After a successful withdrawal through Włocławek (September 7) and Toruń, the division took part in the battle of Bzura. It successfully assaulted the German positions and liberated Łowicz, the main pivot of the German defences in the area. However, in the effect of conflicting orders from Gen. Władysław Bortnowski, the division was then withdrawn back to its initial positions on the northern bank of the Bzura river, and was then ordered to recapture the town again. The task was accomplished, but this time with much higher casualties. After heavy street-to-street fighting, the town was almost completely razed to the ground and the division was reduced to merely a third of its initial strength and had to be withdrawn from combat. The remnants of the division broke through from the battle, but were then surrounded and destroyed in the battle of the Kampinos Forest of September 19.

During World War II, the traditions of the 16th Pomeranian were inherited by the Polish 16th Pomeranian Infantry Brigade fighting as part of Gen. Władysław Anders' Polish II Corps. After the Soviet take-over of Poland, the division was recreated in Gdańsk in 1945. It was formed too late to take part in World War II and instead it served in a variety of roles in the rear.

Post World War II[edit]

Renamed to 16th Kashubian Infantry Division, in 1949 it was reformed into an Armoured Division and then

The division was re-formed as part of the People's Army of Poland in July 1945 on the basis of four reserve infantry regiments. Divisional headquarters was established at Gdansk-Wrzeszcz. Initially, its task was primarily reconstruction in the city and protecting property from theft.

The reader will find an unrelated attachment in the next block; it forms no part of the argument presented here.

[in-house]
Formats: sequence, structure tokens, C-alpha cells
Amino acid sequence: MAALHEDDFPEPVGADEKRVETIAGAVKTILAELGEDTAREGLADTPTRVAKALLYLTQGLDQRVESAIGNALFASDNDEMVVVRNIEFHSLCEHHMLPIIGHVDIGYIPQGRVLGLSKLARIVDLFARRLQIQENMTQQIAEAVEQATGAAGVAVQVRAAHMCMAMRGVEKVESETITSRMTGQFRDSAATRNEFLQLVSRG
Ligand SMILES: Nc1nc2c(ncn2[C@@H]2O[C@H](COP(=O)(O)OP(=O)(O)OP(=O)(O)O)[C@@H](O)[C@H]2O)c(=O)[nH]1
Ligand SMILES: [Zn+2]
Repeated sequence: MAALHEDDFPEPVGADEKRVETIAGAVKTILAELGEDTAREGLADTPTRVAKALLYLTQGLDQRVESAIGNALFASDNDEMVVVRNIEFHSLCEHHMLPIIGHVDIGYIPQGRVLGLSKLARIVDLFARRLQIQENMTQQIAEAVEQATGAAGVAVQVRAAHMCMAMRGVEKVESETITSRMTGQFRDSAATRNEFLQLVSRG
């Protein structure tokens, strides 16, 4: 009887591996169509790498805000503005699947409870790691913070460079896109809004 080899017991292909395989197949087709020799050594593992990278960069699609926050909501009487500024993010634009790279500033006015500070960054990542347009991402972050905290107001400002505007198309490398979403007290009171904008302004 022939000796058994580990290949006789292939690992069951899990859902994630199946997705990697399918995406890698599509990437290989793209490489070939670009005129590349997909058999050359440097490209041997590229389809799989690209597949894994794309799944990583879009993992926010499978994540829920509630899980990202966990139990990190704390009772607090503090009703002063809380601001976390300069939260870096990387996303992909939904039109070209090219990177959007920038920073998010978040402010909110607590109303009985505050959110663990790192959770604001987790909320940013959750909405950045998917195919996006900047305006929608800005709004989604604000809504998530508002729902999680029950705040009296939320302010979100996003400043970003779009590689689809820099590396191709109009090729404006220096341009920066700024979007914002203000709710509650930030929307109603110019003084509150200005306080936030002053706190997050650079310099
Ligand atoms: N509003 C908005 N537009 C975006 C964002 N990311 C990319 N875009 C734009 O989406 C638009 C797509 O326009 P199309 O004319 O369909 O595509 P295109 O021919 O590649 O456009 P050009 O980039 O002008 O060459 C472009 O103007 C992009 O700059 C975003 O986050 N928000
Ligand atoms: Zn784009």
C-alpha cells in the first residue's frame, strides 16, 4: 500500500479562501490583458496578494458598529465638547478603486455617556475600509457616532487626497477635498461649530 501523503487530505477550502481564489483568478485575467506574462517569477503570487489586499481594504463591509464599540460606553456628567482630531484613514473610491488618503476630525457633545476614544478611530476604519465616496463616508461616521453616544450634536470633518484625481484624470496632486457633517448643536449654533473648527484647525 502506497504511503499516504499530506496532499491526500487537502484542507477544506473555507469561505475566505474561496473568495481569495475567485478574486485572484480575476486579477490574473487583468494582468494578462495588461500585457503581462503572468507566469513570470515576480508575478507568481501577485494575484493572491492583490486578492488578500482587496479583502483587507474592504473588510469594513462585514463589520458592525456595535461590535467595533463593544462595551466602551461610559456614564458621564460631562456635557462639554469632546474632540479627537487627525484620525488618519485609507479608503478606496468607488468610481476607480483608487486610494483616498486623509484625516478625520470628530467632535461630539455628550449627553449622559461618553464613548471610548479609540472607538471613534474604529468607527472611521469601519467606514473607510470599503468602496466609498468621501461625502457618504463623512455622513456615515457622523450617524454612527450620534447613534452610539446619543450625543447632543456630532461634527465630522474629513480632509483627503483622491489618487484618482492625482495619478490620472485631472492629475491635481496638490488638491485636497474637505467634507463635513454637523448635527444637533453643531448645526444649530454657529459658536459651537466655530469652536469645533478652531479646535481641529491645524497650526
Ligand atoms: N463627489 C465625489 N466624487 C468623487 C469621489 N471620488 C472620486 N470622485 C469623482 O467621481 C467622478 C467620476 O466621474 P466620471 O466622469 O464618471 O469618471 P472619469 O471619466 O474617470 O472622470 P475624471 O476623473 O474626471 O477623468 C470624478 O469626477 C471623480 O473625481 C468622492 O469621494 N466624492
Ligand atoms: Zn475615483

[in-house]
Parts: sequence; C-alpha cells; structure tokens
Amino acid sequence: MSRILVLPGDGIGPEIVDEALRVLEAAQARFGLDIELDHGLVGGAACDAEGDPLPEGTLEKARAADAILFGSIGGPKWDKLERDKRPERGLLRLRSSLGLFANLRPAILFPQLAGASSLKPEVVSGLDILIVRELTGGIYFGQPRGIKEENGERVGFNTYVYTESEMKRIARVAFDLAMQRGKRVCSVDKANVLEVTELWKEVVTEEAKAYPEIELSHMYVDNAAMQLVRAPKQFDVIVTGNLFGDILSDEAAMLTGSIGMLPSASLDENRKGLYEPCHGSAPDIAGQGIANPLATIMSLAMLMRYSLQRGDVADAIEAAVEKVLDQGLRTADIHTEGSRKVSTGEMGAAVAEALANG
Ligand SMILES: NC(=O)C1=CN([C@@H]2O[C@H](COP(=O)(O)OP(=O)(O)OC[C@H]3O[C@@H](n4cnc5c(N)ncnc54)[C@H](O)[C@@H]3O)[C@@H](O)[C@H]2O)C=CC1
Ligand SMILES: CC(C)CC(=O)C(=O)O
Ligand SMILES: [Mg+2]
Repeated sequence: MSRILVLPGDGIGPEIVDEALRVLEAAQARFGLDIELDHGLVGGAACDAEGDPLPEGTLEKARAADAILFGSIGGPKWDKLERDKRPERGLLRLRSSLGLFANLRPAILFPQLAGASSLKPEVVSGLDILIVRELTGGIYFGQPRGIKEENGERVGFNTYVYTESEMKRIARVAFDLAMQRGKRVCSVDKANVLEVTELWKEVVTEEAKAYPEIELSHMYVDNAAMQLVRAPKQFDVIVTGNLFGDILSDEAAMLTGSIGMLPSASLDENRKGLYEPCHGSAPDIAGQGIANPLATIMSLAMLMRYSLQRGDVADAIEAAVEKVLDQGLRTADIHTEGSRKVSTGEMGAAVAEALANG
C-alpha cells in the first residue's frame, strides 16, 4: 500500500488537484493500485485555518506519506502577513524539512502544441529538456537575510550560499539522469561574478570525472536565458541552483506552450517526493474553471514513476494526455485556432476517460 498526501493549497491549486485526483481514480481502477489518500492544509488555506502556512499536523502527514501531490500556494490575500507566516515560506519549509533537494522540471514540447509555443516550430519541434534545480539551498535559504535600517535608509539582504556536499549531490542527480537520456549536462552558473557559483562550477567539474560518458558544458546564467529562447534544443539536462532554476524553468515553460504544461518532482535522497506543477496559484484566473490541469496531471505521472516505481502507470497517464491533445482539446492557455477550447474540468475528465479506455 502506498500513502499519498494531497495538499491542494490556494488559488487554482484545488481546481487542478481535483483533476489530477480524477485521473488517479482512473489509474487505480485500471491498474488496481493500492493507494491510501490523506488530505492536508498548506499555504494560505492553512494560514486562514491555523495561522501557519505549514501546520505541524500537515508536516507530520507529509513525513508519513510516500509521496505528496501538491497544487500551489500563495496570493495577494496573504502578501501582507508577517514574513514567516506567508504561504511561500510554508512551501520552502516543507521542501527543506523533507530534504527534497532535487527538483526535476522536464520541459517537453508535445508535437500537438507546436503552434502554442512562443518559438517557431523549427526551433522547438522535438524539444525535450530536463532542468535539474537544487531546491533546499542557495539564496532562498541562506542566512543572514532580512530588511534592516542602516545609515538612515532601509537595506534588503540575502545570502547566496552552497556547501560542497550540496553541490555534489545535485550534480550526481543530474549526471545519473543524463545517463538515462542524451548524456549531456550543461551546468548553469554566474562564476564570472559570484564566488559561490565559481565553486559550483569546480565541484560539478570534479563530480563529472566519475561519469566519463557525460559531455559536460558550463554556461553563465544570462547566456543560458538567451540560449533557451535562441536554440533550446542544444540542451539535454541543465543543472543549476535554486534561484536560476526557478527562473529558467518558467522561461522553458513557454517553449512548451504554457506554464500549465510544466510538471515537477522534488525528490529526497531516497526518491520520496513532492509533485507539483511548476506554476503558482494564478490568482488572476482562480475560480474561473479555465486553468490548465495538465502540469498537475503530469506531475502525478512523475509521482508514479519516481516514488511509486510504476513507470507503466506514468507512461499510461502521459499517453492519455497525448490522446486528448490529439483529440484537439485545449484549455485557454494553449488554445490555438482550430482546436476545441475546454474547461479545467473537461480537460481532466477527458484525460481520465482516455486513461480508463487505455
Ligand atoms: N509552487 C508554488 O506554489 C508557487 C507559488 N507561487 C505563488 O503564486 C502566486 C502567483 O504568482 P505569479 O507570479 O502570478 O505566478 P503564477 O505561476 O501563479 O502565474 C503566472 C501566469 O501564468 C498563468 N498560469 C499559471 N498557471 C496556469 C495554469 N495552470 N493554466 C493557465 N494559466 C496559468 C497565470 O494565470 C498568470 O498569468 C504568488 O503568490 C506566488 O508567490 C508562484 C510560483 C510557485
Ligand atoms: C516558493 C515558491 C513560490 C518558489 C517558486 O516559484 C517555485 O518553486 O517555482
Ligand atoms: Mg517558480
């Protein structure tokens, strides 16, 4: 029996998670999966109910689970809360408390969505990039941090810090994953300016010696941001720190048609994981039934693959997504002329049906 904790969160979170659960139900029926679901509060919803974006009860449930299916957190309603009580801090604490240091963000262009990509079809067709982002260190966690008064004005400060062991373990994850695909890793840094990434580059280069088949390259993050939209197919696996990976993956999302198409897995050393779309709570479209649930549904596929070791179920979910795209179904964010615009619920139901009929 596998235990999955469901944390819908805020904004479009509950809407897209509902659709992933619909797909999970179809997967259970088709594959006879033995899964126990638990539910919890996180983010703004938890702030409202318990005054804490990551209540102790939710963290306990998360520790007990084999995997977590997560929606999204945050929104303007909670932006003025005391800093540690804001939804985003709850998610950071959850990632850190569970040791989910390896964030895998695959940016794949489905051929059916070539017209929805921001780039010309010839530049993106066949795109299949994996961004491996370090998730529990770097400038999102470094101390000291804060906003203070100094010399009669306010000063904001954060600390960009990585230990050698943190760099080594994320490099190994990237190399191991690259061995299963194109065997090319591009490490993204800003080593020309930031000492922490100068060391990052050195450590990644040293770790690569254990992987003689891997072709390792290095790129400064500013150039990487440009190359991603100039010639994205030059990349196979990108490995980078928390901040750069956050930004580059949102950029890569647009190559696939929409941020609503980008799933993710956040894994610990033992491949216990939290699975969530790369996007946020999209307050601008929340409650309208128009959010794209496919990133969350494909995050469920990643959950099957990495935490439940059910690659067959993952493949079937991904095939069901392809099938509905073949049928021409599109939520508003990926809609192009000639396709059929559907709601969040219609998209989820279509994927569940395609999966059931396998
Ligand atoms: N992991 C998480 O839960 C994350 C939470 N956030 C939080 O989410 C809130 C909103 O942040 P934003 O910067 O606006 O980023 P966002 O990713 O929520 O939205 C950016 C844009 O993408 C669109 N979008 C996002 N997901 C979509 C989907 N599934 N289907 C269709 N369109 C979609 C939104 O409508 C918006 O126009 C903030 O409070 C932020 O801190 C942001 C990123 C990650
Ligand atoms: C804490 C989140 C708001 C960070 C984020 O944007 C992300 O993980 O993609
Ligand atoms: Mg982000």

In the summer of 1945 the division consisted of headquarters in Gdańsk, the 51st Infantry Regiment at Malbork, the 55th Infantry Regiment at Elblag, the 60th Infantry Regiment at Gdańsk, the 41st Light Artillery Regiment at Gdańsk, the 20 Independent Motorized Division Artillery, which moved twice before being established at Elblag, the 47th Sapper Battalion at Gdansk-Wrzeszcz, the 12 Independent Communications Battalion in Gdansk-Wrzeszcz, and several smaller units. Since 1945 the division went through various reorganisations and changes of station. In 1947, it was given its distinctive name "Kashubian".

In 1949, 16th Kashubian Infantry Division was reorganised as the 16th Kashubian Tank Division and moved to Elblag and Braniewo, Malbork, and Tczew, part of the Pomeranian Military District. In 1952 it was reorganised as the 16th Mechanised Division.[1] In 1955 it became a tank division again and in this form served until 1989, when it was reorganised as a mechanised division once more.

Commander[edit]

Notes[edit]

External links[edit]